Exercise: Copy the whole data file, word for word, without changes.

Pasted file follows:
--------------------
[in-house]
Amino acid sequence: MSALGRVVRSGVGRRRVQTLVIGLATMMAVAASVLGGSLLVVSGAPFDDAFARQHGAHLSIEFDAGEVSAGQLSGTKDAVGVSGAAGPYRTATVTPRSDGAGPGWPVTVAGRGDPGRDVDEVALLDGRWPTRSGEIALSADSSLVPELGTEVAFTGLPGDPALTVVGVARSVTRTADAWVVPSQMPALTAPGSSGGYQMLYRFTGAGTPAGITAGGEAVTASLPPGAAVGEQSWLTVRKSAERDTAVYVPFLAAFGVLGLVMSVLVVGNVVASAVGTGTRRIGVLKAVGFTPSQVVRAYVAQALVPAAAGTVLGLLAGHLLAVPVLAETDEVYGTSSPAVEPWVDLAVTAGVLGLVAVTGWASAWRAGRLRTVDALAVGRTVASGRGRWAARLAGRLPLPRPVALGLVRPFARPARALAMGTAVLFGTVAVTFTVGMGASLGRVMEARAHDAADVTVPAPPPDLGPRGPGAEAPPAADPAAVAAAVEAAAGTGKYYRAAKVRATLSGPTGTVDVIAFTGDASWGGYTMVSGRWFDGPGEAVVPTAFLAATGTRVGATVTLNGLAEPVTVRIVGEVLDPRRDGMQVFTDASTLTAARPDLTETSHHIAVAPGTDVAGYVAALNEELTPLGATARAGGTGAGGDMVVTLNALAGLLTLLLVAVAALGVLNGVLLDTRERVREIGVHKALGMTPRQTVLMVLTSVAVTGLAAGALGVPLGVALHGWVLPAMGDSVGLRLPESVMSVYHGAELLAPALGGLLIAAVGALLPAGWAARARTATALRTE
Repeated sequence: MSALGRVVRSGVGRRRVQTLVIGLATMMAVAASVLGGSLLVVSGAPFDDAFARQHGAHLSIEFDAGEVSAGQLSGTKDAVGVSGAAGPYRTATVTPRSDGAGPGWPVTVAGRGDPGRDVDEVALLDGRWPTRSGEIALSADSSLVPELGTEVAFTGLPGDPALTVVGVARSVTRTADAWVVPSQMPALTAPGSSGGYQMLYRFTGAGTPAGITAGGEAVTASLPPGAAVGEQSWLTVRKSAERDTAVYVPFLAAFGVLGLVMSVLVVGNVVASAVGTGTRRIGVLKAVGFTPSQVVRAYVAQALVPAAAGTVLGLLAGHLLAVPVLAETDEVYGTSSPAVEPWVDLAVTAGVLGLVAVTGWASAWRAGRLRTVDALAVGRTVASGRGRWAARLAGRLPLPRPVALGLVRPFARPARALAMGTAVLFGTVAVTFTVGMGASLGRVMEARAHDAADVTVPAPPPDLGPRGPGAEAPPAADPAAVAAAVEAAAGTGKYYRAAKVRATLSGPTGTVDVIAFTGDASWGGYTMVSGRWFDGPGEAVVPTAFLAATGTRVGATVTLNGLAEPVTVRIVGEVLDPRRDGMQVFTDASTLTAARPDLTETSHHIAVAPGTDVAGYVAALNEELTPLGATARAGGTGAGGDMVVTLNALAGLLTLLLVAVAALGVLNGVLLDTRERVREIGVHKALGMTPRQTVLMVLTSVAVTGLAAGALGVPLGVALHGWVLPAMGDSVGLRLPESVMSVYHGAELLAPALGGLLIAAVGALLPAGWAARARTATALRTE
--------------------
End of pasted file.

[in-house]
Amino acid sequence: MSALGRVVRSGVGRRRVQTLVIGLATMMAVAASVLGGSLLVVSGAPFDDAFARQHGAHLSIEFDAGEVSAGQLSGTKDAVGVSGAAGPYRTATVTPRSDGAGPGWPVTVAGRGDPGRDVDEVALLDGRWPTRSGEIALSADSSLVPELGTEVAFTGLPGDPALTVVGVARSVTRTADAWVVPSQMPALTAPGSSGGYQMLYRFTGAGTPAGITAGGEAVTASLPPGAAVGEQSWLTVRKSAERDTAVYVPFLAAFGVLGLVMSVLVVGNVVASAVGTGTRRIGVLKAVGFTPSQVVRAYVAQALVPAAAGTVLGLLAGHLLAVPVLAETDEVYGTSSPAVEPWVDLAVTAGVLGLVAVTGWASAWRAGRLRTVDALAVGRTVASGRGRWAARLAGRLPLPRPVALGLVRPFARPARALAMGTAVLFGTVAVTFTVGMGASLGRVMEARAHDAADVTVPAPPPDLGPRGPGAEAPPAADPAAVAAAVEAAAGTGKYYRAAKVRATLSGPTGTVDVIAFTGDASWGGYTMVSGRWFDGPGEAVVPTAFLAATGTRVGATVTLNGLAEPVTVRIVGEVLDPRRDGMQVFTDASTLTAARPDLTETSHHIAVAPGTDVAGYVAALNEELTPLGATARAGGTGAGGDMVVTLNALAGLLTLLLVAVAALGVLNGVLLDTRERVREIGVHKALGMTPRQTVLMVLTSVAVTGLAAGALGVPLGVALHGWVLPAMGDSVGLRLPESVMSVYHGAELLAPALGGLLIAAVGALLPAGWAARARTATALRTE
Repeated sequence: MSALGRVVRSGVGRRRVQTLVIGLATMMAVAASVLGGSLLVVSGAPFDDAFARQHGAHLSIEFDAGEVSAGQLSGTKDAVGVSGAAGPYRTATVTPRSDGAGPGWPVTVAGRGDPGRDVDEVALLDGRWPTRSGEIALSADSSLVPELGTEVAFTGLPGDPALTVVGVARSVTRTADAWVVPSQMPALTAPGSSGGYQMLYRFTGAGTPAGITAGGEAVTASLPPGAAVGEQSWLTVRKSAERDTAVYVPFLAAFGVLGLVMSVLVVGNVVASAVGTGTRRIGVLKAVGFTPSQVVRAYVAQALVPAAAGTVLGLLAGHLLAVPVLAETDEVYGTSSPAVEPWVDLAVTAGVLGLVAVTGWASAWRAGRLRTVDALAVGRTVASGRGRWAARLAGRLPLPRPVALGLVRPFARPARALAMGTAVLFGTVAVTFTVGMGASLGRVMEARAHDAADVTVPAPPPDLGPRGPGAEAPPAADPAAVAAAVEAAAGTGKYYRAAKVRATLSGPTGTVDVIAFTGDASWGGYTMVSGRWFDGPGEAVVPTAFLAATGTRVGATVTLNGLAEPVTVRIVGEVLDPRRDGMQVFTDASTLTAARPDLTETSHHIAVAPGTDVAGYVAALNEELTPLGATARAGGTGAGGDMVVTLNALAGLLTLLLVAVAALGVLNGVLLDTRERVREIGVHKALGMTPRQTVLMVLTSVAVTGLAAGALGVPLGVALHGWVLPAMGDSVGLRLPESVMSVYHGAELLAPALGGLLIAAVGALLPAGWAARARTATALRTE